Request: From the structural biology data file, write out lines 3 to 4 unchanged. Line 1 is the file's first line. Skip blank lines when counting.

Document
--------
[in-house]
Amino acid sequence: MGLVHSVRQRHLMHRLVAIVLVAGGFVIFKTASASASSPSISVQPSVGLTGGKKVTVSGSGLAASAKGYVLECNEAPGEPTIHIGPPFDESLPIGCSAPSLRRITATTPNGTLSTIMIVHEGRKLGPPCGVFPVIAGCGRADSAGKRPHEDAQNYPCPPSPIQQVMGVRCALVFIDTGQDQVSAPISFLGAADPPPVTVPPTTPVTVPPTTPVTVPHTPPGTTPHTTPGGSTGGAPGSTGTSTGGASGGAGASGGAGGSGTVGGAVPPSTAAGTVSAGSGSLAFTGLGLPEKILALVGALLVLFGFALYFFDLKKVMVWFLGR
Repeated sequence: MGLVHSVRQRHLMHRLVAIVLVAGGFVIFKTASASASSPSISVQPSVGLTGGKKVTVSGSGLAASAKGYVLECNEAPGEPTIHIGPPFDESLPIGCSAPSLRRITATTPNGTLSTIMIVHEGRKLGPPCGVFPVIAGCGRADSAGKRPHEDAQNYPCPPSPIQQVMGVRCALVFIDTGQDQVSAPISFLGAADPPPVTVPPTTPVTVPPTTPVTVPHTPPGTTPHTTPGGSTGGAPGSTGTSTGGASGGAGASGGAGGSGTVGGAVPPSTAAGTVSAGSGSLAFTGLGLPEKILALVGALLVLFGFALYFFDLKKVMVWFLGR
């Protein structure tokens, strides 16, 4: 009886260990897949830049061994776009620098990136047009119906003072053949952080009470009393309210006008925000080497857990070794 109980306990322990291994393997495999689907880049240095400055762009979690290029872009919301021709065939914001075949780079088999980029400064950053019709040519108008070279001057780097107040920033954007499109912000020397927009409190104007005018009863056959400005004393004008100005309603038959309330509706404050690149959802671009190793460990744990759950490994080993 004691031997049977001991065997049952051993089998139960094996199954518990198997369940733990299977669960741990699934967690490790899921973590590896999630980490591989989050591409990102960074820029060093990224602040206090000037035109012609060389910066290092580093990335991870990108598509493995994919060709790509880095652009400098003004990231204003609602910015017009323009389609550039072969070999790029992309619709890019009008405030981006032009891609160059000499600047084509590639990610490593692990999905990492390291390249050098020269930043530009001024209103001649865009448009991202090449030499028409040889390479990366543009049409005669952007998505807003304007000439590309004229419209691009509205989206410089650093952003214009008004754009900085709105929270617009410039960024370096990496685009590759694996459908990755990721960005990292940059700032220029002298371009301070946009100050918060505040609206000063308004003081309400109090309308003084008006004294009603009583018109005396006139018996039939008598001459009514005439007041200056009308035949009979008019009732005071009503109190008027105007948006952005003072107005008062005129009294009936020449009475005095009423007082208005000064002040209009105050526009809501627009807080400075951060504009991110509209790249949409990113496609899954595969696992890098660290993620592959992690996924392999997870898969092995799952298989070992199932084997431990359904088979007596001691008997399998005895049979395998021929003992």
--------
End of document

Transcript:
Repeated sequence: MGLVHSVRQRHLMHRLVAIVLVAGGFVIFKTASASASSPSISVQPSVGLTGGKKVTVSGSGLAASAKGYVLECNEAPGEPTIHIGPPFDESLPIGCSAPSLRRITATTPNGTLSTIMIVHEGRKLGPPCGVFPVIAGCGRADSAGKRPHEDAQNYPCPPSPIQQVMGVRCALVFIDTGQDQVSAPISFLGAADPPPVTVPPTTPVTVPPTTPVTVPHTPPGTTPHTTPGGSTGGAPGSTGTSTGGASGGAGASGGAGGSGTVGGAVPPSTAAGTVSAGSGSLAFTGLGLPEKILALVGALLVLFGFALYFFDLKKVMVWFLGR
């Protein structure tokens, strides 16, 4: 009886260990897949830049061994776009620098990136047009119906003072053949952080009470009393309210006008925000080497857990070794 109980306990322990291994393997495999689907880049240095400055762009979690290029872009919301021709065939914001075949780079088999980029400064950053019709040519108008070279001057780097107040920033954007499109912000020397927009409190104007005018009863056959400005004393004008100005309603038959309330509706404050690149959802671009190793460990744990759950490994080993 004691031997049977001991065997049952051993089998139960094996199954518990198997369940733990299977669960741990699934967690490790899921973590590896999630980490591989989050591409990102960074820029060093990224602040206090000037035109012609060389910066290092580093990335991870990108598509493995994919060709790509880095652009400098003004990231204003609602910015017009323009389609550039072969070999790029992309619709890019009008405030981006032009891609160059000499600047084509590639990610490593692990999905990492390291390249050098020269930043530009001024209103001649865009448009991202090449030499028409040889390479990366543009049409005669952007998505807003304007000439590309004229419209691009509205989206410089650093952003214009008004754009900085709105929270617009410039960024370096990496685009590759694996459908990755990721960005990292940059700032220029002298371009301070946009100050918060505040609206000063308004003081309400109090309308003084008006004294009603009583018109005396006139018996039939008598001459009514005439007041200056009308035949009979008019009732005071009503109190008027105007948006952005003072107005008062005129009294009936020449009475005095009423007082208005000064002040209009105050526009809501627009807080400075951060504009991110509209790249949409990113496609899954595969696992890098660290993620592959992690996924392999997870898969092995799952298989070992199932084997431990359904088979007596001691008997399998005895049979395998021929003992």